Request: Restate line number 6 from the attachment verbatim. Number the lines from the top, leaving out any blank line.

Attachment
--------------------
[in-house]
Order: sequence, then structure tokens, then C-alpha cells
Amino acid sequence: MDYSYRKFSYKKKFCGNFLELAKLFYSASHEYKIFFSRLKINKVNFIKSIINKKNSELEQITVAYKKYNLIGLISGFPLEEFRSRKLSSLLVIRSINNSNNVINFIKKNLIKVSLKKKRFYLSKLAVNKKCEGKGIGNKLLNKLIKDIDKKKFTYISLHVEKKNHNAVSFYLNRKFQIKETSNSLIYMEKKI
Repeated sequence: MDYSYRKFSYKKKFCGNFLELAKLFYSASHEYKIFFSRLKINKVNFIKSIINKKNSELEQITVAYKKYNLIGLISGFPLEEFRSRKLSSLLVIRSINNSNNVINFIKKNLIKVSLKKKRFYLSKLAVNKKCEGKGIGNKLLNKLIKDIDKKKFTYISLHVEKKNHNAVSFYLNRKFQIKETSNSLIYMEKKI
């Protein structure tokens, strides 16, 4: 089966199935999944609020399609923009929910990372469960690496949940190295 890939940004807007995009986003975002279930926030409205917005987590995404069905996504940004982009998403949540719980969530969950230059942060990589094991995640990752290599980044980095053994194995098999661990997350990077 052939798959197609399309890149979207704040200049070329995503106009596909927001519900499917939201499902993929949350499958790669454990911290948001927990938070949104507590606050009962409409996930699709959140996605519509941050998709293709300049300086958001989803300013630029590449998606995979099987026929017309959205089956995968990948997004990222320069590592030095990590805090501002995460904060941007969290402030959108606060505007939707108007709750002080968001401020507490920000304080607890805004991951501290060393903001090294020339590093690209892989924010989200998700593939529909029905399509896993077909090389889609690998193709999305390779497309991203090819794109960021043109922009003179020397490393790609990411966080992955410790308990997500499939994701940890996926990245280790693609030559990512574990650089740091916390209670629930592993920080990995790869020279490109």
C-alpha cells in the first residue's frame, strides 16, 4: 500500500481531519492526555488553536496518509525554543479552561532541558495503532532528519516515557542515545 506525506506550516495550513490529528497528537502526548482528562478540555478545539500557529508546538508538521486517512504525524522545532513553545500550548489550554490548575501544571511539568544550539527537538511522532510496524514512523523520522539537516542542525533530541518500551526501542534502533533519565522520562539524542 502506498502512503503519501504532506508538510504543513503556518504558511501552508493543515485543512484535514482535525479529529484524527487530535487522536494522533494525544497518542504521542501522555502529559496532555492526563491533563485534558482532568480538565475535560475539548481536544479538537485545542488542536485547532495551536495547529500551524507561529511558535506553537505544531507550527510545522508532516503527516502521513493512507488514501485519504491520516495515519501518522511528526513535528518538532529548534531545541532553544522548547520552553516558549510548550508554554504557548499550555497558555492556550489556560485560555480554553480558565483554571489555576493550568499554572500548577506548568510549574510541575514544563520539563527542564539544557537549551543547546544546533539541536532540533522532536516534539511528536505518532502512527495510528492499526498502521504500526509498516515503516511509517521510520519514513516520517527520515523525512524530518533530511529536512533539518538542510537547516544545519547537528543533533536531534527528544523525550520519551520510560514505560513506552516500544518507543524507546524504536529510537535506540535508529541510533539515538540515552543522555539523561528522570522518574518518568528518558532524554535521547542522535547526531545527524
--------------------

C-alpha cells in the first residue's frame, strides 16, 4: 500500500481531519492526555488553536496518509525554543479552561532541558495503532532528519516515557542515545 506525506506550516495550513490529528497528537502526548482528562478540555478545539500557529508546538508538521486517512504525524522545532513553545500550548489550554490548575501544571511539568544550539527537538511522532510496524514512523523520522539537516542542525533530541518500551526501542534502533533519565522520562539524542 502506498502512503503519501504532506508538510504543513503556518504558511501552508493543515485543512484535514482535525479529529484524527487530535487522536494522533494525544497518542504521542501522555502529559496532555492526563491533563485534558482532568480538565475535560475539548481536544479538537485545542488542536485547532495551536495547529500551524507561529511558535506553537505544531507550527510545522508532516503527516502521513493512507488514501485519504491520516495515519501518522511528526513535528518538532529548534531545541532553544522548547520552553516558549510548550508554554504557548499550555497558555492556550489556560485560555480554553480558565483554571489555576493550568499554572500548577506548568510549574510541575514544563520539563527542564539544557537549551543547546544546533539541536532540533522532536516534539511528536505518532502512527495510528492499526498502521504500526509498516515503516511509517521510520519514513516520517527520515523525512524530518533530511529536512533539518538542510537547516544545519547537528543533533536531534527528544523525550520519551520510560514505560513506552516500544518507543524507546524504536529510537535506540535508529541510533539515538540515552543522555539523561528522570522518574518518568528518558532524554535521547542522535547526531545527524